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Hi people,
i like one pedal driving so i set my etron to manual recuperation and then use the left paddle to set manual recuperation to max
The problem is that every time i turn the car off recuperation switches to the minimal (coasting) mode and i have to dial it up again using paddles
Any ideas as to how to save this setting?
 

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Audi eTron 55 2020. Jaguar iPace HSE 2019.
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I discovered the same thing today. Interested in the answer if there is one.
 

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I haven't had that particular issue happen, but there have been reports of various settings randomly resetting themselves. The current theory is that it's related to driver profiles. You can try turning it off for a bit and see if it goes away.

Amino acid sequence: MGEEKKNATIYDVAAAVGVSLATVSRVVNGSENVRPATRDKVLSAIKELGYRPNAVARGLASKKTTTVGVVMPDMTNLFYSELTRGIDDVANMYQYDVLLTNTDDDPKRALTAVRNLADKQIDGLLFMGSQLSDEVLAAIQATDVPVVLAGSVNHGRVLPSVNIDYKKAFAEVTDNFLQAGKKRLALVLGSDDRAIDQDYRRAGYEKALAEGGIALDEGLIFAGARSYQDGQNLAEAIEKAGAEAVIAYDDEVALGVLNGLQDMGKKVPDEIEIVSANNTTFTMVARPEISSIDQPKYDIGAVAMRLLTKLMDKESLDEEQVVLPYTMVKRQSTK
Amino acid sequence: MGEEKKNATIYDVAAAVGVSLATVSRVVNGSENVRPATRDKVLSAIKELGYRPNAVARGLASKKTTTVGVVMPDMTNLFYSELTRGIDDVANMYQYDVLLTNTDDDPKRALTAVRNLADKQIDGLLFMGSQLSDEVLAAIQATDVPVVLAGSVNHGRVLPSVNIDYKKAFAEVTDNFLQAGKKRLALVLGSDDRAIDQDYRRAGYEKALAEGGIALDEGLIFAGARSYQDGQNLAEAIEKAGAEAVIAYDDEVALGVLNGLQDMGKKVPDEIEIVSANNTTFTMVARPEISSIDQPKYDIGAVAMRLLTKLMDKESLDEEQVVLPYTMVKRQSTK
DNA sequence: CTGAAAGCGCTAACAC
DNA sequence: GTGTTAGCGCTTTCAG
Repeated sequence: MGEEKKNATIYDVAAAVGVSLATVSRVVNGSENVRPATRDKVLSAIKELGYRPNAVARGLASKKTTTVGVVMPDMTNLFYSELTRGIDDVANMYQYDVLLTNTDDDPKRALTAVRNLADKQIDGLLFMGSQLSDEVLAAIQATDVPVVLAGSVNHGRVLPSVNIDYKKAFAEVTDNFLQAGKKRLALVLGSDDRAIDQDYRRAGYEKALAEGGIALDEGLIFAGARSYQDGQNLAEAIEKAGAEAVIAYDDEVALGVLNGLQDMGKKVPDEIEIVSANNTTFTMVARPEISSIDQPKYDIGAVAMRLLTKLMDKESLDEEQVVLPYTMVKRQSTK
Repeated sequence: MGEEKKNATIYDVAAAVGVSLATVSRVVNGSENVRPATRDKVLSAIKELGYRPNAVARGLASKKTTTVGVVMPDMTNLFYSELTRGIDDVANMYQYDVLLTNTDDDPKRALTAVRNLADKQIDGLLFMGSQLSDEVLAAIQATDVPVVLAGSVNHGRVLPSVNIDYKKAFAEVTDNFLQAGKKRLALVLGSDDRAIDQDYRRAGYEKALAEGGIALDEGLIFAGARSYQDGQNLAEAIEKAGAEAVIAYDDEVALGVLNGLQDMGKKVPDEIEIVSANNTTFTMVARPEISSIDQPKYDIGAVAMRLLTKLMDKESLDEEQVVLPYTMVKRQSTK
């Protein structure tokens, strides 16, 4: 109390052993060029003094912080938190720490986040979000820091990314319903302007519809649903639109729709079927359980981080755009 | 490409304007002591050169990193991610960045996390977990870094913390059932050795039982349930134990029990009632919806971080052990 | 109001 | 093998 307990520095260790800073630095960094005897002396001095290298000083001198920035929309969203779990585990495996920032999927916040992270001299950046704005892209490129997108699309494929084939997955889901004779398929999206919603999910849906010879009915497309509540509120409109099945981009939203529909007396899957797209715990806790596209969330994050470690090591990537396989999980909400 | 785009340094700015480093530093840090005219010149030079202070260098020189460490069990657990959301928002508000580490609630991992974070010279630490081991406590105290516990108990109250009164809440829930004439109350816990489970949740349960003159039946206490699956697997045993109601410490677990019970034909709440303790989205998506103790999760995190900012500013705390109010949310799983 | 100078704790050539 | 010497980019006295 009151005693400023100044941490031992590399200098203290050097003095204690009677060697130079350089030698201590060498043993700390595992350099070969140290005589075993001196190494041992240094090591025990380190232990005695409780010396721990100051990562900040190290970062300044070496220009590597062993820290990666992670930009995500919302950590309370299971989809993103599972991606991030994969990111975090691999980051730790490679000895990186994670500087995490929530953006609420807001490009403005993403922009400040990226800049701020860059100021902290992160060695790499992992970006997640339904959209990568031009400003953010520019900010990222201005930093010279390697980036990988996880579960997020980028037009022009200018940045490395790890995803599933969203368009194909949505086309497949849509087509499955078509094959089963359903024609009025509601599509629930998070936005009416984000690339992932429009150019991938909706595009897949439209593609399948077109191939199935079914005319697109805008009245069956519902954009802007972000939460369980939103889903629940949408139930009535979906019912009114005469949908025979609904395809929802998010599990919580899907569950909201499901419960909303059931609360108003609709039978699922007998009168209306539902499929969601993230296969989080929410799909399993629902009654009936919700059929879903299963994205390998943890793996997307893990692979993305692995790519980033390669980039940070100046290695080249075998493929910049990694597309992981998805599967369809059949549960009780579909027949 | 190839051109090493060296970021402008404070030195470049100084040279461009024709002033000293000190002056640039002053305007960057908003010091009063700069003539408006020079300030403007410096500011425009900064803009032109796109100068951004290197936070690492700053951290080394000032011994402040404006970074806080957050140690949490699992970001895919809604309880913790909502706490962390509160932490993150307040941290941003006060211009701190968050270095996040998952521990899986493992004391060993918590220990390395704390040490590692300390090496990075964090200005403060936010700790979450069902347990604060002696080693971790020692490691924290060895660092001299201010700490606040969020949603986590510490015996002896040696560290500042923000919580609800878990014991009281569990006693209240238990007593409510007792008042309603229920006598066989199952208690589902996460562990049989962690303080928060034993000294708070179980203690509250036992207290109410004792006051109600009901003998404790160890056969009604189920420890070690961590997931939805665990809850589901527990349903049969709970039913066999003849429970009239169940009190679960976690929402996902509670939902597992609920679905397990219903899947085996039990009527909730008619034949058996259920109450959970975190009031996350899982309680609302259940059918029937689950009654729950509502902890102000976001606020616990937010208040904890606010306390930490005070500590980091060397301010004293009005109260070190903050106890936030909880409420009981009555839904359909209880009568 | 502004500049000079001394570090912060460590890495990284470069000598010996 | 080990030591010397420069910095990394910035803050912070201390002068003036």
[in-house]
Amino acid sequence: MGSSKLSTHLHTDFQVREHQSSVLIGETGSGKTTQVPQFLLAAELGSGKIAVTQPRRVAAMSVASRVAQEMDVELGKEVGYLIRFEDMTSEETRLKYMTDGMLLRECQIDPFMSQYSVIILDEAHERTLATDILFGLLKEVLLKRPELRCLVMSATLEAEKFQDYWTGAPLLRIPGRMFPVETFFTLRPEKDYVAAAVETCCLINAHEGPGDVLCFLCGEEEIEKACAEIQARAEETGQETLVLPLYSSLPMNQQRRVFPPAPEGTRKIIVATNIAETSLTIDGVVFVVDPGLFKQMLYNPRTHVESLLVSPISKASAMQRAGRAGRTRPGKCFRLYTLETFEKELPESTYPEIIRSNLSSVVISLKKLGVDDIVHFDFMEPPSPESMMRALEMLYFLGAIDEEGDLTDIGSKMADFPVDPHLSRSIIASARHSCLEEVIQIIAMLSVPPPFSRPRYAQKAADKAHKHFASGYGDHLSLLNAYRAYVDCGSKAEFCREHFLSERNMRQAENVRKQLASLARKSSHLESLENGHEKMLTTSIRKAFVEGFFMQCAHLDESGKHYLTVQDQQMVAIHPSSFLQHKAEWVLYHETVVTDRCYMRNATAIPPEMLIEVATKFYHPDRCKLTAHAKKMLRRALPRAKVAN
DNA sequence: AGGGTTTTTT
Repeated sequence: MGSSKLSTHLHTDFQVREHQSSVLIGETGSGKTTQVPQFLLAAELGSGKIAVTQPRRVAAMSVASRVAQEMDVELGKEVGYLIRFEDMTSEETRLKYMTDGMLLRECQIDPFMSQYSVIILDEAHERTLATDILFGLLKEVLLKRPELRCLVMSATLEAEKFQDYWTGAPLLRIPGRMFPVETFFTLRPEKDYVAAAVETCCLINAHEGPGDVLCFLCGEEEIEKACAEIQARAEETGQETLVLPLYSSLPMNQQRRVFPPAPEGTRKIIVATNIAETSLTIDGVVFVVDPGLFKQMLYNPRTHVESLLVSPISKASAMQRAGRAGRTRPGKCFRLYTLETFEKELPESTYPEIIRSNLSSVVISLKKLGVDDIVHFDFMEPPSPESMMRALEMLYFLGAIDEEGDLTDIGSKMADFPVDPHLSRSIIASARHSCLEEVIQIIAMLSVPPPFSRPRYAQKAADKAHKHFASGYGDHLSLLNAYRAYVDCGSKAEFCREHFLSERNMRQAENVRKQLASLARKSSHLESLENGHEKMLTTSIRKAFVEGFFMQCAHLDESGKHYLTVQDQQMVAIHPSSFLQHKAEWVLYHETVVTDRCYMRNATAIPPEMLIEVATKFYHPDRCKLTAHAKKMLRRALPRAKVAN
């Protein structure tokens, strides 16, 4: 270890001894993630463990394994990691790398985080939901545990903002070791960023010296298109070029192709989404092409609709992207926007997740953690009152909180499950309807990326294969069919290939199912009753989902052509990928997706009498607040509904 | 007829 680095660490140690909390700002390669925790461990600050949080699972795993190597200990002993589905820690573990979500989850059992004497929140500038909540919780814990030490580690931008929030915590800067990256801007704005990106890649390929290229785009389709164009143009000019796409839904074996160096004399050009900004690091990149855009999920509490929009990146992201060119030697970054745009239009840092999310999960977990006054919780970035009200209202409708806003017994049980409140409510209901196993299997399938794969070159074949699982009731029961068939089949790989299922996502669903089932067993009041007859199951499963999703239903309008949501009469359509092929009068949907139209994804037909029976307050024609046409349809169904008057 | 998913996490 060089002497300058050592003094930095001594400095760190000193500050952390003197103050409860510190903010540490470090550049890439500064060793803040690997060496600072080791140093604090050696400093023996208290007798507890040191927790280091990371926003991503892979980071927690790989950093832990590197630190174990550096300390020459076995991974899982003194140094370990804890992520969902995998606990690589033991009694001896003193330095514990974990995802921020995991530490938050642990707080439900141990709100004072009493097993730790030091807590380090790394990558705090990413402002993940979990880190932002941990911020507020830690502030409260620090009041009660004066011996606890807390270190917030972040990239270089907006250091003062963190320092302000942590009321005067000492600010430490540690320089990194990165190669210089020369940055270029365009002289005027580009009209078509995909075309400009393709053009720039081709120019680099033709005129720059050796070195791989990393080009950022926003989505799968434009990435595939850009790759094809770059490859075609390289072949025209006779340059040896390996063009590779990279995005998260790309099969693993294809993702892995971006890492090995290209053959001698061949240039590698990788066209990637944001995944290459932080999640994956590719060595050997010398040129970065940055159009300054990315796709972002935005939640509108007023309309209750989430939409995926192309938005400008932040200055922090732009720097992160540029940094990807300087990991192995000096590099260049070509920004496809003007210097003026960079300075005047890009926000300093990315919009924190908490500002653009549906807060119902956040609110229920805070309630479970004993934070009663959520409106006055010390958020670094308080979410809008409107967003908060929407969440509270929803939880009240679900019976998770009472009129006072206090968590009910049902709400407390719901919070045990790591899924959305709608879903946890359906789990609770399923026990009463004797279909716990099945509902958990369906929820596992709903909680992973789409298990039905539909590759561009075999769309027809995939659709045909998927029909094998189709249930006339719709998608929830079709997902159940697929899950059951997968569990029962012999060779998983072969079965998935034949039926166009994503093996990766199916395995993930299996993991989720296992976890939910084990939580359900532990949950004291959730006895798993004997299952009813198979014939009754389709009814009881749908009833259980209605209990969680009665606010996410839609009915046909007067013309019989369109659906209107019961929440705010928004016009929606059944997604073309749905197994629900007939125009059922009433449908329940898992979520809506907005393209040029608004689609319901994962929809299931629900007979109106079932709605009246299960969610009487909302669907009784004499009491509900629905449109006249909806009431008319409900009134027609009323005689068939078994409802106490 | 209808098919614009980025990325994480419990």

I also found that it's a good habit to set the seat memory button on the door anytime a change is made anywhere in MMI (not just the seat). That seems to trigger something that properly saves everything to the profile.
 

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I have always used Manual recuperation (as opposed to Automatic). When in Automatic, while your are driving, the paddle setting returns to Coasting whenever you touch the accelerator peddle. In Manual, the setting stays fixed until you change it. If you put it in the paddle mode you want and then update your profile that MIGHT work to do what you want. But in my case, no matter the setting when I turn off the car, the car starts out in Coasting when I turn it on. Not a big deal to hit the paddle a couple of times when you start--since you dont have to physically disengage the Parking brake when you start out, it becomes a zero sum game!
 

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Yeah, good point @JNealCox. it does indeed depend on where you are setting this and what you're expecting the vehicle to do. The paddles are meant to be used in real-time and can be used in either automatic or manual mode. But they in themselves are not a permanent setting.